On long car rides, my teenage son Christopher and I typically discuss topics like these:
*How would you reconcile the contradictory timelines in the Star Trek universe that now exist because of J. J. Abram’s first Star Trek movie?
*If you had to create a prequel to the Buffy series, what would it be like?
*If you had to create a sequel to the Harry Potter series, what would it be like?
*What is your favorite Greek myth, and how would you retell it as a contemporary novel?
The ensuing conversations often sound like Hollywood pitch meetings or editorial phone calls, except not stressful. Instead, they’re incredibly fun and interesting, and they challenge our creativity in the most unexpected ways.
Likewise, when I talk to teens about being an author, whether in the schools or elsewhere, I tend to steer the conversation to the art of creating. I tell them about how I came up with the ideas for my novels Beauty and Always, Forever, which are both retellings (of the Snow White story and Daphne du Maurier’s Rebecca, respectively). I explain to them that with Beauty, I asked myself: What if Snow White craved her mother’s love so much that she was willing to make herself ugly in order to appease her? With Always, Forever, I asked myself: What if the dead ex-girlfriend isn’t really dead, and she’s super not-happy that her boyfriend has moved on with someone else?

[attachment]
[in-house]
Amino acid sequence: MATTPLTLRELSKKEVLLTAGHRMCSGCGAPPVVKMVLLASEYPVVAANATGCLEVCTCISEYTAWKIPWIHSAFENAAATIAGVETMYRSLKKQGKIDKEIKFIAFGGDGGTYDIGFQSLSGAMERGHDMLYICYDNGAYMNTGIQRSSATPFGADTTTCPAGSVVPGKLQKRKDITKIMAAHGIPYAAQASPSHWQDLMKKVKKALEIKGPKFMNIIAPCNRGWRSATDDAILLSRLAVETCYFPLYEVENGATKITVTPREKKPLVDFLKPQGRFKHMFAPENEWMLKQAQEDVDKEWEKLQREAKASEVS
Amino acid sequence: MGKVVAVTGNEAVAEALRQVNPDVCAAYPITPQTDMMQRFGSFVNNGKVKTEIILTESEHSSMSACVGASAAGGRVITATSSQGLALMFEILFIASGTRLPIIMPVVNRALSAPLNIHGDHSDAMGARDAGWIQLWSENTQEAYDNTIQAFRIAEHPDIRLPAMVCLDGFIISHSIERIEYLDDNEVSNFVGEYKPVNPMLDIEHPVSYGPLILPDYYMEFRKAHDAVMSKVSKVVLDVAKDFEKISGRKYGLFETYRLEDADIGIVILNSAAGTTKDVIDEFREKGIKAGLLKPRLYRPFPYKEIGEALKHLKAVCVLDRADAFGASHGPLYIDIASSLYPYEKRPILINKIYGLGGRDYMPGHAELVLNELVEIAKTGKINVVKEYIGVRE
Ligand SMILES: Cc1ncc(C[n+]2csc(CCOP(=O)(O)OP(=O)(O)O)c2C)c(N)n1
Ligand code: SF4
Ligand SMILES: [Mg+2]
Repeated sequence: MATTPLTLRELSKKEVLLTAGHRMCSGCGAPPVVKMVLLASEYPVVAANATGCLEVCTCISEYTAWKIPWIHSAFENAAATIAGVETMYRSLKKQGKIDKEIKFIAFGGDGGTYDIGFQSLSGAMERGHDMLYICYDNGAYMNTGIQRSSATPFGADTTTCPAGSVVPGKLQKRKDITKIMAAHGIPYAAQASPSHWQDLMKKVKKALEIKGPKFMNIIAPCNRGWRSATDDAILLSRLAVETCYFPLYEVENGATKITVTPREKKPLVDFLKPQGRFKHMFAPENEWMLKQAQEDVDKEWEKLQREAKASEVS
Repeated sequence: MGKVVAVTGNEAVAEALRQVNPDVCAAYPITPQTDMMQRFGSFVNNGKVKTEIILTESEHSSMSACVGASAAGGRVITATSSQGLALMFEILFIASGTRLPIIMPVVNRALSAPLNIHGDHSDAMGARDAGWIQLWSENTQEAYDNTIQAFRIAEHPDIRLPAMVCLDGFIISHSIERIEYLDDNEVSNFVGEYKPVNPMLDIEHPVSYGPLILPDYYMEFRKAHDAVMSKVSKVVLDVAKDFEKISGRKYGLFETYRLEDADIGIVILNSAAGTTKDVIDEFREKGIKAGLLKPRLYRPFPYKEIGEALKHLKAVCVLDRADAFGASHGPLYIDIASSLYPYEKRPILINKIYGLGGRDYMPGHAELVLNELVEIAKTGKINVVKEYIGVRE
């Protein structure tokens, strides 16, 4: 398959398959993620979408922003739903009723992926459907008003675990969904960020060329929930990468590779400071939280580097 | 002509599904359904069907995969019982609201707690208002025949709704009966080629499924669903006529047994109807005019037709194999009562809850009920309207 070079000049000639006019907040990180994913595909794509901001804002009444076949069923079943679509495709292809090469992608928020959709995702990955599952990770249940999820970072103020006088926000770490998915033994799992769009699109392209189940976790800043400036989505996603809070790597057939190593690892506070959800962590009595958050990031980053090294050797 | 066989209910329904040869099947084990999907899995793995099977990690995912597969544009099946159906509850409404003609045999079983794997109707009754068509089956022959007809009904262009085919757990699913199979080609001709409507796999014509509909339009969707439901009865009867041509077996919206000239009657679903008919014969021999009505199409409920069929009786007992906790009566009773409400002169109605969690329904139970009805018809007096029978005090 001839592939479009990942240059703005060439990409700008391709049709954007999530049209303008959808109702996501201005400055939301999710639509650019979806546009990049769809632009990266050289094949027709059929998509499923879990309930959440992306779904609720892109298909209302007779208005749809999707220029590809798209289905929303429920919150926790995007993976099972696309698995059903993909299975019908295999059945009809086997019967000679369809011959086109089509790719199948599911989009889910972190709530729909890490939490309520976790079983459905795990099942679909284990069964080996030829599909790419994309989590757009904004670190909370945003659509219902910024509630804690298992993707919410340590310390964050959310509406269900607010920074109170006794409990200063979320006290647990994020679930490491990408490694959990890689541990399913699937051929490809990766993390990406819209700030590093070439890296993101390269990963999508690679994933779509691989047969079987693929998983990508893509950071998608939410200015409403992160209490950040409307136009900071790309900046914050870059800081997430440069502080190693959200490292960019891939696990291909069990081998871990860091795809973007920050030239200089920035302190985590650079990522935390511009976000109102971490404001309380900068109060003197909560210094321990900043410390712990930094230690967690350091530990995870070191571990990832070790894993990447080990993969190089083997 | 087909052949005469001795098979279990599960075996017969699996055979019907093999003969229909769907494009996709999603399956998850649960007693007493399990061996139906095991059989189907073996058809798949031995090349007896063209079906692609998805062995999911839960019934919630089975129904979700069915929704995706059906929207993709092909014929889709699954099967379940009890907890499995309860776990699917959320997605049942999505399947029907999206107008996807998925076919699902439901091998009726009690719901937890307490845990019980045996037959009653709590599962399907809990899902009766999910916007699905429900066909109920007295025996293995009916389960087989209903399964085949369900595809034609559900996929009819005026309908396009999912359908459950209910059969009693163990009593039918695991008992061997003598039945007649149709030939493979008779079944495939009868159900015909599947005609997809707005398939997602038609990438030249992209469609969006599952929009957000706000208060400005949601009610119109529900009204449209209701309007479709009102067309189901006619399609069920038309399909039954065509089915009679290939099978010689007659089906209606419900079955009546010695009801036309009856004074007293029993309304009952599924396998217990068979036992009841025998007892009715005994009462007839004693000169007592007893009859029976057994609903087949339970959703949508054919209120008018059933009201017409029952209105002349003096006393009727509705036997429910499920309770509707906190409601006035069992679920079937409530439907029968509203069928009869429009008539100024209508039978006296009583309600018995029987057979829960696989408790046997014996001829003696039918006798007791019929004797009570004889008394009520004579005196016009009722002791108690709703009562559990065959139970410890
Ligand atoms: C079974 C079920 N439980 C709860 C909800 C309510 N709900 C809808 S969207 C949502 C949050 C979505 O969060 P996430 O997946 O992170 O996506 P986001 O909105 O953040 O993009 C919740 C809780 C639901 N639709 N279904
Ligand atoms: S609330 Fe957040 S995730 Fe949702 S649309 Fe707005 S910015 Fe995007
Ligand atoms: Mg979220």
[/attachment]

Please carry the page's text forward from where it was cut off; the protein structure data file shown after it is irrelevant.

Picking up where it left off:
When I speak to teachers, I encourage them to employ retellings, prequels, sequels, alternate endings, and the like as educational tools. And I don’t mean just reading my works or other people’s works—I mean, having the students brainstorm their own.
Here are the kinds of prompts that teachers might use in the classroom:
*How would you set Frankenstein in modern-day New York City?
*Imagine a sequel to “Romeo and Juliet” in which Romeo and Juliet are still alive.
*How would you retell George Orwell’s 1984 as 2084?
*Can you come up with an alternate ending for The Great Gatsby?
And so on.
All of which is to say: I believe a big part of getting young people excited about reading is to get them excited about writing. And this approach isn’t limited to teens. At a recent book signing in Houston for my early grade novels, I asked each child in my line if they were writers, too. Almost all of them said “yes”; they absolutely lit up at the question, and some of them even suggested plot ideas for my characters. Likewise, when I did a graphic novel writing workshop in my daughter Clara’s kindergarten class a couple of weeks ago, the children could not have been happier or prouder with the end result. They especially loved the “written and illustrated by” list with their names. At home, Clara has been producing graphic novels non-stop since then.
By the way, if you’ve written (or know of) a retelling that teachers might add to their reading lists, please share them here! Ditto any creative brainstorming prompts. I promise to test-drive them on my next long car ride with Christopher.
P.S. He and I did manage to reconcile the Star Trek timeline while driving through New Jersey recently. Now, all we need is that meeting with J. J. Abrams.